technologies; (2) remote control and automation; (3) operations and maintenance to improve performance and availability of equipment; and (4) new technologies for unit operations, such as the size of buckets and truck capacities in hauling and loading. Interviewees discussed the critical role of workers and the management and organization of mining facilities as well as the importance of outsourcing, safety through training, and empowering rank-and-file workers and upgrading their roles in problem solving. Concerns expressed included issues associated with the aging workforce, the lack of skilled workers, and the need to increase the multidisciplinary and critical thinking skills of miners in preparation for future mining technologies. The committee shares these concerns.
The committee also reviewed a study by the National Research Council (NRC, 2002) that describes possible future technological developments and associated health, safety, and environmental issues in mining. The study considered how new technologies such as in situ and solution mining, automated systems, and larger equipment and systems may affect working conditions. The committee agrees with the report finding that new technologies, including computer-based monitoring and control, have the potential for improving health and safety, but these same technologies may result in unforeseen hazards, especially if used inappropriately. New hazards are inadequately identified, and known hazards are not avoided because of inadequate monitoring and/or control. The introduction of new equipment and systems in the workplace, mining in virgin areas, and the infusion of new workers all have the potential to create hazards. Adequate engineering controls and a knowledgeable workforce are prerequisites for a safe work environment.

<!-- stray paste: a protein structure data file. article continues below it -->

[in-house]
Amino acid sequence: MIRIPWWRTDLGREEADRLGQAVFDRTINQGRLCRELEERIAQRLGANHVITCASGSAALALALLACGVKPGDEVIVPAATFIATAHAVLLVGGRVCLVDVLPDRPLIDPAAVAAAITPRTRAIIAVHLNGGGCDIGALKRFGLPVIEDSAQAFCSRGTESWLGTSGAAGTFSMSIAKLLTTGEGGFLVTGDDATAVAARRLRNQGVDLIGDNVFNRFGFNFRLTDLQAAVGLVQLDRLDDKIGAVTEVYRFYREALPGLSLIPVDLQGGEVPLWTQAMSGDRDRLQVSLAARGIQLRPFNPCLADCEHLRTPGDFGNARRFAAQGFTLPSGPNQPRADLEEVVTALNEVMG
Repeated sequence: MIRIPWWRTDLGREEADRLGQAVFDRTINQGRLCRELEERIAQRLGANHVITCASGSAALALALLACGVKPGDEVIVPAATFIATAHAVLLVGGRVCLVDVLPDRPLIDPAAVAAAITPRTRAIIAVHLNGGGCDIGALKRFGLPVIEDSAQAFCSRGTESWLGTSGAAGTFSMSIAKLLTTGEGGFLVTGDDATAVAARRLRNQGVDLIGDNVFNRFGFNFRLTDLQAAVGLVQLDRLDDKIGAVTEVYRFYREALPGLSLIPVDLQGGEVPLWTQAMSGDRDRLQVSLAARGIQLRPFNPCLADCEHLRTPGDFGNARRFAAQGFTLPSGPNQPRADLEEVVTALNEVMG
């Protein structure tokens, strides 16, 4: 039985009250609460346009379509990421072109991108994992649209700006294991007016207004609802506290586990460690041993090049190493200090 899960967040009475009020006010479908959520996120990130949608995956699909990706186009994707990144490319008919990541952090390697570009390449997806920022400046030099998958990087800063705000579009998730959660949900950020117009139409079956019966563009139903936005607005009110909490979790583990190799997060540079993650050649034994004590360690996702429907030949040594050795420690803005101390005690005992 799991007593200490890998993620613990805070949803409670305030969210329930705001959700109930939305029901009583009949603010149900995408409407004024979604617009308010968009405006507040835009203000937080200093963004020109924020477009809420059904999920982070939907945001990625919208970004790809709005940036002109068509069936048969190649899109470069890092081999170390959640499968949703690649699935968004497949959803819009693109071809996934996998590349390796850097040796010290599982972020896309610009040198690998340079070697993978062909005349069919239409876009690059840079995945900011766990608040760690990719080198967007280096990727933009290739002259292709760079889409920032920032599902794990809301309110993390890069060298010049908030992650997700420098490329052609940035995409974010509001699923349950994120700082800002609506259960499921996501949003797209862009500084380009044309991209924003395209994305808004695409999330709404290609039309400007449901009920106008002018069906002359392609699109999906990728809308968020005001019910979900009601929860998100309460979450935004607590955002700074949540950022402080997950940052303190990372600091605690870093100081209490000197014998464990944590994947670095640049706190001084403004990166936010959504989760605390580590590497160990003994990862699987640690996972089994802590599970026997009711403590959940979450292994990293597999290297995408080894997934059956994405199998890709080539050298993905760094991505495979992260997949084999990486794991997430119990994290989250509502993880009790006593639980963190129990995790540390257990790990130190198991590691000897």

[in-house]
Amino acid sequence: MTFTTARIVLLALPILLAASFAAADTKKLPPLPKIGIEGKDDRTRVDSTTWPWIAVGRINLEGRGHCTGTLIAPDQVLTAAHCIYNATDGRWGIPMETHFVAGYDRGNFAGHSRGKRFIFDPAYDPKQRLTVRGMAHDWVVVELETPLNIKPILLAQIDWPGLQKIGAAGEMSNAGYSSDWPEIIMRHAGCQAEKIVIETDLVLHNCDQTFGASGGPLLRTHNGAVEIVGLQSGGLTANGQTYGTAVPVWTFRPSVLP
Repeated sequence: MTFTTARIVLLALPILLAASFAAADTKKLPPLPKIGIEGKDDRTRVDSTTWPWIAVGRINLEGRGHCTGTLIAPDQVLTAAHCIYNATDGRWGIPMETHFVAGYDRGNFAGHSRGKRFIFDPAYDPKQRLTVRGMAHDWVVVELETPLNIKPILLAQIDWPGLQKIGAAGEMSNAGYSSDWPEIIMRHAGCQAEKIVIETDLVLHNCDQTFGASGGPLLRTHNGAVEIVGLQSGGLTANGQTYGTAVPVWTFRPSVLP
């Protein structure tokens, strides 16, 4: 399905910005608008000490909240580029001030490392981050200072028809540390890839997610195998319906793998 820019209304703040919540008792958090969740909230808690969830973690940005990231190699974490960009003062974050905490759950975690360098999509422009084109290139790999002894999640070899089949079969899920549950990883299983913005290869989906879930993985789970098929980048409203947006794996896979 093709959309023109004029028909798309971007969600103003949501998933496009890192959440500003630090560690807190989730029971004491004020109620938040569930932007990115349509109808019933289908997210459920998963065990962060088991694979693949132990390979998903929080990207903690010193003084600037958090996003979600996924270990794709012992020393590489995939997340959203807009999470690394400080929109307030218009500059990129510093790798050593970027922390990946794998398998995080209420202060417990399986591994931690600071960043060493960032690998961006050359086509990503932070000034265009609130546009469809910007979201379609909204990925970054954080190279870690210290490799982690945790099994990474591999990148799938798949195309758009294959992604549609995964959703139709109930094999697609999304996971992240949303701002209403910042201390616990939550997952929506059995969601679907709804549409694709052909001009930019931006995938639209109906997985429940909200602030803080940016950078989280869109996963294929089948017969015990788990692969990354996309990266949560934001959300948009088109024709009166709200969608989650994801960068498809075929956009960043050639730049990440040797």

Although, to a large extent, the Mining Program does research relevant to the present and future mining industry, the program does not have the annual discretionary funds required to start large or risky projects necessary to address the needs of the future. The program may receive additional funding for specific research such as a recent congressional appropriation of $10 million for critical disaster response technologies in oxygen supply, refuge chambers, and communication and tracking (Emergency Supplemental Appropriations Act for Defense, the Global War on Terror, and Hurricane Recovery, 2006, P.L. 109-234, § 7010).1
Resources should be allocated appropriately to allow the Mining Program to prepare for emerging issues in addition to addressing current issues. Flexibility needs to be built into the mining program to respond more rapidly to needs dictated by current events (as in response to accidents) or in looking at paradigm-changing approaches to reduce health and safety risks.
See also http://www.cdc.gov/niosh/mining/mineract/emergencysupplementalappropriation.htm [accessed March 5, 2007].